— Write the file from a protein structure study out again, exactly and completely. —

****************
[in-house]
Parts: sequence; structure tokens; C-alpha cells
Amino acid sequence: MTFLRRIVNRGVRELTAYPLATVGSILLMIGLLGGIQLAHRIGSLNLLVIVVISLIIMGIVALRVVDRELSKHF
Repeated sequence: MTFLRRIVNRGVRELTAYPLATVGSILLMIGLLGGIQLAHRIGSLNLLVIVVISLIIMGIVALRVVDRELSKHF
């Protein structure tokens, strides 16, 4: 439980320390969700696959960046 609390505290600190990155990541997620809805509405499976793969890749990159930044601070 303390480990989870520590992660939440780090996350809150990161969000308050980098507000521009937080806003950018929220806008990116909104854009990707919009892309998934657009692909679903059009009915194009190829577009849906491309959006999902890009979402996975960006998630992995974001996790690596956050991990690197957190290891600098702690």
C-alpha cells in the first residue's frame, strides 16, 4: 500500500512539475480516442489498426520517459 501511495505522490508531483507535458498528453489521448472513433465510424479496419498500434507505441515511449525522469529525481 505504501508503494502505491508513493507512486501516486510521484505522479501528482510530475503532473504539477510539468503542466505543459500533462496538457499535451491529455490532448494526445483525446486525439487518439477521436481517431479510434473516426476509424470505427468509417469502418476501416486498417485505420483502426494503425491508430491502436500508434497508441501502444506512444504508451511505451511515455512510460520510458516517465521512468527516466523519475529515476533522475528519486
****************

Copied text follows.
[in-house]
Parts: sequence; structure tokens; C-alpha cells
Amino acid sequence: MTFLRRIVNRGVRELTAYPLATVGSILLMIGLLGGIQLAHRIGSLNLLVIVVISLIIMGIVALRVVDRELSKHF
Repeated sequence: MTFLRRIVNRGVRELTAYPLATVGSILLMIGLLGGIQLAHRIGSLNLLVIVVISLIIMGIVALRVVDRELSKHF
């Protein structure tokens, strides 16, 4: 439980320390969700696959960046 609390505290600190990155990541997620809805509405499976793969890749990159930044601070 303390480990989870520590992660939440780090996350809150990161969000308050980098507000521009937080806003950018929220806008990116909104854009990707919009892309998934657009692909679903059009009915194009190829577009849906491309959006999902890009979402996975960006998630992995974001996790690596956050991990690197957190290891600098702690």
C-alpha cells in the first residue's frame, strides 16, 4: 500500500512539475480516442489498426520517459 501511495505522490508531483507535458498528453489521448472513433465510424479496419498500434507505441515511449525522469529525481 505504501508503494502505491508513493507512486501516486510521484505522479501528482510530475503532473504539477510539468503542466505543459500533462496538457499535451491529455490532448494526445483525446486525439487518439477521436481517431479510434473516426476509424470505427468509417469502418476501416486498417485505420483502426494503425491508430491502436500508434497508441501502444506512444504508451511505451511515455512510460520510458516517465521512468527516466523519475529515476533522475528519486